An official of the World Jewish Congress this week used an award ceremony, where he received a medal from the Polish government, to criticize Polish President Lech Walesa for failing to condemn his priest for making anti-Semitic statements.
“The international community expects swift reactions to such outbursts of anti- Semitism,” Kalman Sultanik, WJC vice president, said in his acceptance speech at the presidential palace Monday in Warsaw.
Sultanik, a Holocaust survivor who was born in Poland and now lives in New York, was honored for his contribution to the “normalization of Polish-Jewish relations” and to the remembrance of the Holocaust in Poland, among other things.
“Silence in such instances is perceived as acquiescence, and brings back memories of the world’s silence during the Second World War,” said Sultanik, who is also chairman of the World Zionist Organization, Department in North America.
Sultanik was referring to Walesa’s initial silence after his priest, Father Henryk Jankowski, blamed the Jews for starting World War II and equated the Jewish Star of David with the Nazi swastika and the Communist hammer and sickle.
Jankowski, who made the remarks during a June sermon in Gdansk in Walesa’s presence, further fueled the controversy by later saying, “Like all other people, Jews happen to do unbecoming things in public life just as they happen to do very noble things indeed.
“I am talking chiefly about banking and finance circles,” he said.
After a week of silence, public pressure both at home and abroad forced Walesa to issue a statement saying “anti-Semitism [is] despicable” and that he would not tolerate it.
In his statement, Walesa reiterated his respect for Jews and distanced himself from his former Solidarity union ally. But he fell short of satisfying his critics by not condemning Jankowski directly.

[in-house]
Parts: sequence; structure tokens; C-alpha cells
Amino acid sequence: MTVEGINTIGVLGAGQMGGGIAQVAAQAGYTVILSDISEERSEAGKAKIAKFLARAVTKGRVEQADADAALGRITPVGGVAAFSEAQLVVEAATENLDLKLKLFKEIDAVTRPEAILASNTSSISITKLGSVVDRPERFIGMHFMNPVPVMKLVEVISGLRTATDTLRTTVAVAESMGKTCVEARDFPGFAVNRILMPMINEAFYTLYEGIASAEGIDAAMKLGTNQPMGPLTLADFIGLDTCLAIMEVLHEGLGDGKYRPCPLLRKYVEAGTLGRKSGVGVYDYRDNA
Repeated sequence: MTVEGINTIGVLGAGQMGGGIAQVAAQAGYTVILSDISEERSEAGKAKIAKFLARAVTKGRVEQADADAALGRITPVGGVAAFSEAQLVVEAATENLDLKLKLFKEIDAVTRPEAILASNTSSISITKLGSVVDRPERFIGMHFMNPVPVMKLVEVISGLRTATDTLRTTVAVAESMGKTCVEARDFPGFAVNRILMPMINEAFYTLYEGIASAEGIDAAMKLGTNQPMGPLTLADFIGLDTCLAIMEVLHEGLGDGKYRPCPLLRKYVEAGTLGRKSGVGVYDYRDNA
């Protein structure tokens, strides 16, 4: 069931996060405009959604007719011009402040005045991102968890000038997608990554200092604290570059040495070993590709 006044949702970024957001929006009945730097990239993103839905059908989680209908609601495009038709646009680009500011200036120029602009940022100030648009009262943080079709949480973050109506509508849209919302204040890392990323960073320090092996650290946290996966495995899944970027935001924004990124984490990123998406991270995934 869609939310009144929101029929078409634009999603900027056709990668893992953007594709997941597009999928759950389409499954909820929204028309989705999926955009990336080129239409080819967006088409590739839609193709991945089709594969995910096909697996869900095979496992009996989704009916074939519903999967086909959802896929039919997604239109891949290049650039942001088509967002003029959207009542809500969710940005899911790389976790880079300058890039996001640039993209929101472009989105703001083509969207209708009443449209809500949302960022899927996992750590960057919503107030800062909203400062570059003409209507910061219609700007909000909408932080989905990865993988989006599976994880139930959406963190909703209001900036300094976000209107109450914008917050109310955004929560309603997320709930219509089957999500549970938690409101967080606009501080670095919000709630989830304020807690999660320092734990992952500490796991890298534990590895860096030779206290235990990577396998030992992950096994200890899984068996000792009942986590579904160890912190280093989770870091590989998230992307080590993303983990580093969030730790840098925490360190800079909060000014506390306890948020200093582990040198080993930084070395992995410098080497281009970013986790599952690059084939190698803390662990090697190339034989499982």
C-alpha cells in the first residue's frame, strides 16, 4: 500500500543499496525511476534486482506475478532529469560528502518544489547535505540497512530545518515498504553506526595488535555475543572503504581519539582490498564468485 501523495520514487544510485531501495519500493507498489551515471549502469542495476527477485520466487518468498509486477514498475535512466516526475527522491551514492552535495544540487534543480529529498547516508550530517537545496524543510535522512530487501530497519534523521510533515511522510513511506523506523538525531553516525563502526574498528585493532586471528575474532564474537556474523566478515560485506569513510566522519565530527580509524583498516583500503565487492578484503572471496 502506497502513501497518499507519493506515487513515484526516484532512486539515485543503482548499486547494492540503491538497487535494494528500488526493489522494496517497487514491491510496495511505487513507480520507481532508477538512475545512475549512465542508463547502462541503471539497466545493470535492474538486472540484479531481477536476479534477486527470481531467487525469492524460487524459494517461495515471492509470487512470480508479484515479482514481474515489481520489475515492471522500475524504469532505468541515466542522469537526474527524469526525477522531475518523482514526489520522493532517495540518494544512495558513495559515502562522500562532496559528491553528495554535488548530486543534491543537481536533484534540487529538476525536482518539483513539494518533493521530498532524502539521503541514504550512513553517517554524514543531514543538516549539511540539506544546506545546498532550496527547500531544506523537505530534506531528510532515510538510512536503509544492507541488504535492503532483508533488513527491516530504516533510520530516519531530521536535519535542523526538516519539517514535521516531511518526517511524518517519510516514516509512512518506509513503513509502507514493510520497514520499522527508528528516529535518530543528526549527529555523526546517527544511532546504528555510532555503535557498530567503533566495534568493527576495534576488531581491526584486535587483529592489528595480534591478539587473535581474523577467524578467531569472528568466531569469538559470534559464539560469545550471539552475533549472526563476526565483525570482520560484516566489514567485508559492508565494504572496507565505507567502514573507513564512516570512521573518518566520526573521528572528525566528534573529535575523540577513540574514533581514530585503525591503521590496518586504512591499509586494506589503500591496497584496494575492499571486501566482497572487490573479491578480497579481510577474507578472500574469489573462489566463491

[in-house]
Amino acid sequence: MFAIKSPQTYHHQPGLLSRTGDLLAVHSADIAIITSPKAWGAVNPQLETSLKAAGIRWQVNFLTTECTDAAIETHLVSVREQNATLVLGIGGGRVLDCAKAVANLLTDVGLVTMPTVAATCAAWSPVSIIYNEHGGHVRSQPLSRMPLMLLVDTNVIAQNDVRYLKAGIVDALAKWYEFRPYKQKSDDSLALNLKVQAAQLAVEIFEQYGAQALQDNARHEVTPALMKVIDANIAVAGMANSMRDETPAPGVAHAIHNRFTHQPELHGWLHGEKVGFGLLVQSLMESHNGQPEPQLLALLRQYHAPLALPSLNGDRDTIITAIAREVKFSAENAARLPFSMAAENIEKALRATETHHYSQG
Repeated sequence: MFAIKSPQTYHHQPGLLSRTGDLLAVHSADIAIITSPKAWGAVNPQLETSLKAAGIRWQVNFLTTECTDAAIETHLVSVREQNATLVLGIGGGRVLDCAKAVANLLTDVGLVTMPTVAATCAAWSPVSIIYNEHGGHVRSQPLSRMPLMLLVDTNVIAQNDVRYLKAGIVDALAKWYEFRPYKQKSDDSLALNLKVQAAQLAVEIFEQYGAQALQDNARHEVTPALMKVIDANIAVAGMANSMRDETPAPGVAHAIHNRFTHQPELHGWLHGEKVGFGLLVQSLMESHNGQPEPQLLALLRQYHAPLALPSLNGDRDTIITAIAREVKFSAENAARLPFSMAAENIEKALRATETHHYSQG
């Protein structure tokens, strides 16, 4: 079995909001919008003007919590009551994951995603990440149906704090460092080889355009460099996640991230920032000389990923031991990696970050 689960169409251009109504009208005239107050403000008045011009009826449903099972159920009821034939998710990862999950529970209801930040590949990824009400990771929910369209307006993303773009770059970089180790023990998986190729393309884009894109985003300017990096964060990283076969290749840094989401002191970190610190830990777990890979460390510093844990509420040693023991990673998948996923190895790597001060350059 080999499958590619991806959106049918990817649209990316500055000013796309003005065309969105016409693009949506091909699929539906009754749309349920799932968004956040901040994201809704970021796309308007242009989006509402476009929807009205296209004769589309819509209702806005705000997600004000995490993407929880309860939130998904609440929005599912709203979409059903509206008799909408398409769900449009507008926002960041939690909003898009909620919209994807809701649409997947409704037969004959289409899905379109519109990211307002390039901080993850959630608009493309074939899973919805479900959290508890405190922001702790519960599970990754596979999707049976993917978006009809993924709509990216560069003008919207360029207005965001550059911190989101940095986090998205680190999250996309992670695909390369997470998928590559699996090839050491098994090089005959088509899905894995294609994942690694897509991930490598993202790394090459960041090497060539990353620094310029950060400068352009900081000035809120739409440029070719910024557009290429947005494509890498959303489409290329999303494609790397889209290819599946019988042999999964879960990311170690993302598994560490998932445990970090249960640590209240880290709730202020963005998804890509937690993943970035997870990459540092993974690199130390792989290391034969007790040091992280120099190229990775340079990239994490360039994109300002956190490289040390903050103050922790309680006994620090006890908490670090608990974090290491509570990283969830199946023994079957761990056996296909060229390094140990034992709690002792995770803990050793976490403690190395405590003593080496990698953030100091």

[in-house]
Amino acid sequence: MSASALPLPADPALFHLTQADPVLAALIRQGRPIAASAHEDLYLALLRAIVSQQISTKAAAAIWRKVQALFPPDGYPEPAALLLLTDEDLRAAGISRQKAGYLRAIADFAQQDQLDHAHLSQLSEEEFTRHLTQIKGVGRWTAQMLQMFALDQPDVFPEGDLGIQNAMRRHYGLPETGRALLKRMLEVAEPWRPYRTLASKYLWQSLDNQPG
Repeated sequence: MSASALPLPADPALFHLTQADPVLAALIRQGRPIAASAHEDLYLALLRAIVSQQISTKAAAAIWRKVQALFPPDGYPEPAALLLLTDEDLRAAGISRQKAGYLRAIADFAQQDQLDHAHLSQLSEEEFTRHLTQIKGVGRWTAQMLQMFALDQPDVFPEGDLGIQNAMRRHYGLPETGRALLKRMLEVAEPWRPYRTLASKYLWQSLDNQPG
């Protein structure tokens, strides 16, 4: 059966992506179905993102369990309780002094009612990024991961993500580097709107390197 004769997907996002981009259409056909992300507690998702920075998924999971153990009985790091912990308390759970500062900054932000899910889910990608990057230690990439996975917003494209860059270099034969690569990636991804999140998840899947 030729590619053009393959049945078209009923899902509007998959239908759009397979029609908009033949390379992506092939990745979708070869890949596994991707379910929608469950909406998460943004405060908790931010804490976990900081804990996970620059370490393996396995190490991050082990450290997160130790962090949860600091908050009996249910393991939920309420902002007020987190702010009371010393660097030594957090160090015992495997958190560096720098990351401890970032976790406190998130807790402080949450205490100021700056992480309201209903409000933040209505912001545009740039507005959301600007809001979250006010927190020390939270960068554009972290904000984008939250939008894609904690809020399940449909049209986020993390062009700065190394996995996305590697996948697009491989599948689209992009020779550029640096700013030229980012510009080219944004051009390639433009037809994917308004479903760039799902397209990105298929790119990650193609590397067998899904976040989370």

In a meeting late last month in San Francisco with leaders of the American Jewish Committee, Walesa reportedly said he should not be expected to react to every anti-Semitic statement in Poland.
He also said a personal statement was unnecessary because Polish Catholic bishops had already condemned it.
Indeed, Jankowski’s superiors in the Catholic Church reprimanded him for his remarks, and Jankowski has since apologized for his words.
The archbishop of Gdansk, Taduesz Goclowski, also apparently warned Jankowski that any new anti-Semitic outburst would prompt disciplinary action by the church. Goclowski’s words drew praise from the Anti-Defamation League and others.
But for Sultanik, the issue had shifted to Walesa’s unwillingness to directly condemn his priest’s words.
Sultanik, who has said he was under intense pressure from Jewish leaders not to accept the Polish award because of the controversy, decided to use the occasion to directly confront Walesa. Before his departure, he also expressed hope that Walesa would use the award ceremony as an occasion to condemn Jankowski’s remarks.
However, that was not to be.
Walesa ended up not showing up to present the Commander’s Cross of the Order of the Rebirth of Poland of Sultanik as had been planned. An aide who presented the medal in Walesa’s place said the president was on vacation.
But Sultanik is not giving up. He delivered a similar message on the need to speak up in a speech Tuesday to members of the Budget and Finance Committee of the Auschwitz Museum Council, which includes dignitaries from both the Polish and U.S. government.
“I still hope that Walesa will condemn Jankowski for his remarks,” Sultanik said in a telephone interview from his hotel in Warsaw.